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"Art Beat" With Stephanie Kaye - Tuesday, July 13, 2010

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Hairspray, strange magic and milkshake brings all the kids to the yard.

(July 13-August 1) HAIRSPRAY

If the local CVS isn't quite hacking it for hairspray these days, you can find the genuine article at Toby's Dinner Theater in Columbia, Maryland. Audiences are spending an evening in 1960s Baltimore during the run of the musical Hairspray through August 1st as the lovable, plus-size protagonist Tracy Turnblad does her best to take the throne on a TV dance program without mussing her coif.

(July 14-August 8) STRANGE MAGIC

From Charm City to the City of Angels, Studio Theatre rocks the house during the play Passing Strange, opening tomorrow and running through August 8th in Northwest D.C. The rock concert-cum-musical explores the essence of "sex, drugs, and rock'n'roll" through the tumultuous travels of a young black Angeleno artist.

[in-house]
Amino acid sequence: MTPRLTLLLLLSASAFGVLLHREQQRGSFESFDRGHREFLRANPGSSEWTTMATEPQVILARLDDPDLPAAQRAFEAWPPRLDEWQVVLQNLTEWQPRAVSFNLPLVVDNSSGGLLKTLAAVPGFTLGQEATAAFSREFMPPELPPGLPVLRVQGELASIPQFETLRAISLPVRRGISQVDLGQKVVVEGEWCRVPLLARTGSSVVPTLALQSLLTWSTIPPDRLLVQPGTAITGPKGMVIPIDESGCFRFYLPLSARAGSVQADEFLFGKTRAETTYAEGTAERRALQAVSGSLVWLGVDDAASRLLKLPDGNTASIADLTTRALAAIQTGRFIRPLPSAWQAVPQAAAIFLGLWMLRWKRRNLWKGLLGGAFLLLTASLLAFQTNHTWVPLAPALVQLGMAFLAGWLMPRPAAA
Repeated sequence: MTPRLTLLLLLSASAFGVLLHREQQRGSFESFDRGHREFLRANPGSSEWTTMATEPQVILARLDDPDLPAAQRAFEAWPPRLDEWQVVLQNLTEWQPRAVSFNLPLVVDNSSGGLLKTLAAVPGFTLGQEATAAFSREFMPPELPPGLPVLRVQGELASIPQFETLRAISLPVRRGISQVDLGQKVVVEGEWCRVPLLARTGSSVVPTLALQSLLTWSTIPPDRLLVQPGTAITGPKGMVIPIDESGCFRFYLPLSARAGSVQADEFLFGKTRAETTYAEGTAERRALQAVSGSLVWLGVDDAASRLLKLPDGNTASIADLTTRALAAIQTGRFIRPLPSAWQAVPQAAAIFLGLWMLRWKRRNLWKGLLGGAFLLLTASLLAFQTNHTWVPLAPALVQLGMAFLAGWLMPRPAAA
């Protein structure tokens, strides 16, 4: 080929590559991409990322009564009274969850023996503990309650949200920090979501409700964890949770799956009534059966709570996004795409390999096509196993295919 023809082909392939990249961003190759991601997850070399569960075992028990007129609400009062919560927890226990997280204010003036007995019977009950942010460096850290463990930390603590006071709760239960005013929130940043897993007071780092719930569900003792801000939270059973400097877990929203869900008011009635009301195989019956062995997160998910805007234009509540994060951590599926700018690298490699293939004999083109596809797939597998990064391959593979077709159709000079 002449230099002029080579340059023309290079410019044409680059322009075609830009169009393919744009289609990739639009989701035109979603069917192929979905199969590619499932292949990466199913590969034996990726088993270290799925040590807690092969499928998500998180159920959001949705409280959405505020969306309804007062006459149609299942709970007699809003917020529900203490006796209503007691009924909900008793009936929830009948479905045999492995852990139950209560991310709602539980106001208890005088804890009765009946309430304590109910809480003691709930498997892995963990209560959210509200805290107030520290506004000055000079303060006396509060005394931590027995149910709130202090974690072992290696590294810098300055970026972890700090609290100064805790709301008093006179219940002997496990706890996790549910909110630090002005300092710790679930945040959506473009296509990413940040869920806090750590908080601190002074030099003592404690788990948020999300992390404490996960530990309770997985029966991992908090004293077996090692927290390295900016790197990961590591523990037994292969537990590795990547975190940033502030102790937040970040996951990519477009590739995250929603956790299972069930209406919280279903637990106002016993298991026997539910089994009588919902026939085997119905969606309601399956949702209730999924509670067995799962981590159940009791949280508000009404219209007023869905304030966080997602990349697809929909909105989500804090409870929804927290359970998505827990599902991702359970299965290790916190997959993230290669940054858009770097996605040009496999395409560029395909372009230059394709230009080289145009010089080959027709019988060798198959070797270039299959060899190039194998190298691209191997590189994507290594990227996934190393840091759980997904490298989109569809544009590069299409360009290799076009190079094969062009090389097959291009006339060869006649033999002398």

And if you want the rock, without the sex and drugs, Strathmore has a family-friendly event tomorrow evening. The Grammy-nominated musicians of Milkshake bring their infectious moppet melodies to North Bethesda for a free outdoor concert at 7. A mini street circus kicks off at 5:30, if you want to clown around before the show.


No Meekness Here: Meet Rosa Parks, 'Lifelong Freedom Fighter'

As the 60th anniversary of the historic Montgomery Bus Boycott approaches, author Jeanne Theoharis says it's time to let go of the image of Rosa Parks as an unassuming accidental activist.

Internet Food Culture Gives Rise To New 'Eatymology'

Internet food culture has brought us new words for nearly every gastronomical condition. The author of "Eatymology," parodist Josh Friedland, discusses "brogurt" with NPR's Rachel Martin.
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World Leaders Meet For The UN Climate Change Summit In Paris

World leaders meet for the UN climate change summit in Paris to discuss plans for reducing carbon emissions. What's at stake for the talks, and prospects for a major agreement.


What Is Li-Fi And When Will You Use It To Download Everything Faster?

Li-Fi is a lot like Wi-Fi, but it uses light to transmit data. NPR's Scott Simon speaks to the man who invented the faster alternative: Harald Haas.

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